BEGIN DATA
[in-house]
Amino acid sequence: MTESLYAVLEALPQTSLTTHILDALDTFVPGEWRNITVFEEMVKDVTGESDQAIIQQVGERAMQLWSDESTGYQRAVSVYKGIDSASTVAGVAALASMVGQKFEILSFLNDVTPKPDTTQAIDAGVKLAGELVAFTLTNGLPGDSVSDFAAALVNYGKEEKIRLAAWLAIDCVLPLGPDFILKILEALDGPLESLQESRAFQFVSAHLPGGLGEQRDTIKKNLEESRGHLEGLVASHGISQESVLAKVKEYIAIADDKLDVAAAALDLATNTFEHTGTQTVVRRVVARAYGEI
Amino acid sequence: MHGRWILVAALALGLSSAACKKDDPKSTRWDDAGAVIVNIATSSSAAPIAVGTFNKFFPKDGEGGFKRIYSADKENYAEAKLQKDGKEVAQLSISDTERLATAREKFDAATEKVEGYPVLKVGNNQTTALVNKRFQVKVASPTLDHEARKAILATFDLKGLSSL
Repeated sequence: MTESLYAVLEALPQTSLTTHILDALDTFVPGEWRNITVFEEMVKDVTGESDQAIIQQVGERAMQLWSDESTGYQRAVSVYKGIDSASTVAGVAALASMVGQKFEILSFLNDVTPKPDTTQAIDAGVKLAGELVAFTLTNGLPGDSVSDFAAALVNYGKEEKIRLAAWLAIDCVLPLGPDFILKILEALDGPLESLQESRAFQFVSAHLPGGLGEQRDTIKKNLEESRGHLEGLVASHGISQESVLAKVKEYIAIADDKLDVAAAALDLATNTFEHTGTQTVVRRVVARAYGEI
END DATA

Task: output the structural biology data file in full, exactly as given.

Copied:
[in-house]
Amino acid sequence: MTESLYAVLEALPQTSLTTHILDALDTFVPGEWRNITVFEEMVKDVTGESDQAIIQQVGERAMQLWSDESTGYQRAVSVYKGIDSASTVAGVAALASMVGQKFEILSFLNDVTPKPDTTQAIDAGVKLAGELVAFTLTNGLPGDSVSDFAAALVNYGKEEKIRLAAWLAIDCVLPLGPDFILKILEALDGPLESLQESRAFQFVSAHLPGGLGEQRDTIKKNLEESRGHLEGLVASHGISQESVLAKVKEYIAIADDKLDVAAAALDLATNTFEHTGTQTVVRRVVARAYGEI
Amino acid sequence: MHGRWILVAALALGLSSAACKKDDPKSTRWDDAGAVIVNIATSSSAAPIAVGTFNKFFPKDGEGGFKRIYSADKENYAEAKLQKDGKEVAQLSISDTERLATAREKFDAATEKVEGYPVLKVGNNQTTALVNKRFQVKVASPTLDHEARKAILATFDLKGLSSL
Repeated sequence: MTESLYAVLEALPQTSLTTHILDALDTFVPGEWRNITVFEEMVKDVTGESDQAIIQQVGERAMQLWSDESTGYQRAVSVYKGIDSASTVAGVAALASMVGQKFEILSFLNDVTPKPDTTQAIDAGVKLAGELVAFTLTNGLPGDSVSDFAAALVNYGKEEKIRLAAWLAIDCVLPLGPDFILKILEALDGPLESLQESRAFQFVSAHLPGGLGEQRDTIKKNLEESRGHLEGLVASHGISQESVLAKVKEYIAIADDKLDVAAAALDLATNTFEHTGTQTVVRRVVARAYGEI